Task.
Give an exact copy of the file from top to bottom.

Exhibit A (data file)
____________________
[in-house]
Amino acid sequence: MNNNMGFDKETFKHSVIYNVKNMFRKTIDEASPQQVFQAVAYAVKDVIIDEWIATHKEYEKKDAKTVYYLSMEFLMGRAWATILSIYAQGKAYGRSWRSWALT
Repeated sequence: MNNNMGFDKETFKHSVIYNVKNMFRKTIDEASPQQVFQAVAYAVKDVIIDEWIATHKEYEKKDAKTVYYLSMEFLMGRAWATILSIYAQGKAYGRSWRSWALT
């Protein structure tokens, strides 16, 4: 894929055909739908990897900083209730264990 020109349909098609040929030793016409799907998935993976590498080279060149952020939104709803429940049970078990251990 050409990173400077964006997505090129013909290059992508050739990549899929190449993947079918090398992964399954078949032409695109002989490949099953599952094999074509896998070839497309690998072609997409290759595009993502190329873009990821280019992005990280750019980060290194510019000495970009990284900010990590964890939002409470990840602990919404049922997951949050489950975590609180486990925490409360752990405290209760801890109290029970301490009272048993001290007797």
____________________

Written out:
[in-house]
Amino acid sequence: MNNNMGFDKETFKHSVIYNVKNMFRKTIDEASPQQVFQAVAYAVKDVIIDEWIATHKEYEKKDAKTVYYLSMEFLMGRAWATILSIYAQGKAYGRSWRSWALT
Repeated sequence: MNNNMGFDKETFKHSVIYNVKNMFRKTIDEASPQQVFQAVAYAVKDVIIDEWIATHKEYEKKDAKTVYYLSMEFLMGRAWATILSIYAQGKAYGRSWRSWALT
């Protein structure tokens, strides 16, 4: 894929055909739908990897900083209730264990 020109349909098609040929030793016409799907998935993976590498080279060149952020939104709803429940049970078990251990 050409990173400077964006997505090129013909290059992508050739990549899929190449993947079918090398992964399954078949032409695109002989490949099953599952094999074509896998070839497309690998072609997409290759595009993502190329873009990821280019992005990280750019980060290194510019000495970009990284900010990590964890939002409470990840602990919404049922997951949050489950975590609180486990925490409360752990405290209760801890109290029970301490009272048993001290007797």